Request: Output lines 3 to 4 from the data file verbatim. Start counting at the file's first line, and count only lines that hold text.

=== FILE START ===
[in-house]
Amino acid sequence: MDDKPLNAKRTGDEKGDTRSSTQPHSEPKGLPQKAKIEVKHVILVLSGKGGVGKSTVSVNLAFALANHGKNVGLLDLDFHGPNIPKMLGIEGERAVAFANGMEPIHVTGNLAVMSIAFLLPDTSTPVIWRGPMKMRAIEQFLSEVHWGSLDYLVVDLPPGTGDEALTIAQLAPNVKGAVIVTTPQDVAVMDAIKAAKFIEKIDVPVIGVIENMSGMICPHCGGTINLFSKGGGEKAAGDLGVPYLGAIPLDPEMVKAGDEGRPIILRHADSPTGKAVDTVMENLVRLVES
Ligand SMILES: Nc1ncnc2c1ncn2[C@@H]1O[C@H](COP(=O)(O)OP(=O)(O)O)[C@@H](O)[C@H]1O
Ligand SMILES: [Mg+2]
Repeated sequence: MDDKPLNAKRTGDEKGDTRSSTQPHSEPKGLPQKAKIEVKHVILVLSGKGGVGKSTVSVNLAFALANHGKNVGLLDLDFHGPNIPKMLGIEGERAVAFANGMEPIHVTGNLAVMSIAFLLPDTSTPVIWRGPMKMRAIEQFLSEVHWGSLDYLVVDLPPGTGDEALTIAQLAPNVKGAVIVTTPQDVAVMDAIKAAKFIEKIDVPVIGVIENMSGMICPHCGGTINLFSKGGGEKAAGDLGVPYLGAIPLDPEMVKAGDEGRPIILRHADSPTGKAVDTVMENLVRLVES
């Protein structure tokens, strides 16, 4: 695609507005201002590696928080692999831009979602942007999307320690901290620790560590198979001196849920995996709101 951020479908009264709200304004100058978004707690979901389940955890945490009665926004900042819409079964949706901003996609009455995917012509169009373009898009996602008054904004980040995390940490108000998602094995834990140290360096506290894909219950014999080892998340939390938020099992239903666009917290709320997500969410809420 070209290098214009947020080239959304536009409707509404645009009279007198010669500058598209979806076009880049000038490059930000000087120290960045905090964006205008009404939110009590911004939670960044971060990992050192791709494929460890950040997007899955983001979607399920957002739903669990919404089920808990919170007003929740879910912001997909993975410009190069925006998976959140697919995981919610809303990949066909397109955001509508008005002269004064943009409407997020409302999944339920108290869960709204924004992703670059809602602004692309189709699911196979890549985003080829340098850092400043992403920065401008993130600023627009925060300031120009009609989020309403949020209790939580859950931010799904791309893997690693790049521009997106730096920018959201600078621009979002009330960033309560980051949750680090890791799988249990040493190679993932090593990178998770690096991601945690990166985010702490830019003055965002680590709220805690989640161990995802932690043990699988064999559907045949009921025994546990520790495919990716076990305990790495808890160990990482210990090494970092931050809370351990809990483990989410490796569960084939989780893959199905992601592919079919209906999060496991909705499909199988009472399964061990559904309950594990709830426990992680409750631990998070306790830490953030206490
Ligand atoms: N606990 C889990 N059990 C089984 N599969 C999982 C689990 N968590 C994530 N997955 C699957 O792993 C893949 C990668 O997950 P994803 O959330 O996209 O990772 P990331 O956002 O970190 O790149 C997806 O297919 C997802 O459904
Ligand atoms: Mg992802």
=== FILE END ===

Ligand SMILES: Nc1ncnc2c1ncn2[C@@H]1O[C@H](COP(=O)(O)OP(=O)(O)O)[C@@H](O)[C@H]1O
Ligand SMILES: [Mg+2]